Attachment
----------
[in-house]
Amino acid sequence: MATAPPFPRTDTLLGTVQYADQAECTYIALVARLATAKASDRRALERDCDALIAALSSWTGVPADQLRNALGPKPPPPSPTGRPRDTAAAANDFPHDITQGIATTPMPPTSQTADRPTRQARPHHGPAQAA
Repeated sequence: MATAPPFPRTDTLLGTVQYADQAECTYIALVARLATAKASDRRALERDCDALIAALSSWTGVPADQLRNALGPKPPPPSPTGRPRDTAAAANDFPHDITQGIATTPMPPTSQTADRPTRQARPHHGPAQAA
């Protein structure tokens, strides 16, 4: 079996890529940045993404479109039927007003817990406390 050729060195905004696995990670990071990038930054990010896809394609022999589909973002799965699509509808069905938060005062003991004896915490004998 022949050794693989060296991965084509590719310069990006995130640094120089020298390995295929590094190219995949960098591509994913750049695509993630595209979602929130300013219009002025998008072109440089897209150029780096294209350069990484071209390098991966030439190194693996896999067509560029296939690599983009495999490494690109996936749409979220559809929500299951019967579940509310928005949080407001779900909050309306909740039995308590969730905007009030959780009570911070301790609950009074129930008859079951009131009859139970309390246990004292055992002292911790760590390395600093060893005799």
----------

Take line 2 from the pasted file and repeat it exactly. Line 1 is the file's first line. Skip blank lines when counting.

Amino acid sequence: MATAPPFPRTDTLLGTVQYADQAECTYIALVARLATAKASDRRALERDCDALIAALSSWTGVPADQLRNALGPKPPPPSPTGRPRDTAAAANDFPHDITQGIATTPMPPTSQTADRPTRQARPHHGPAQAA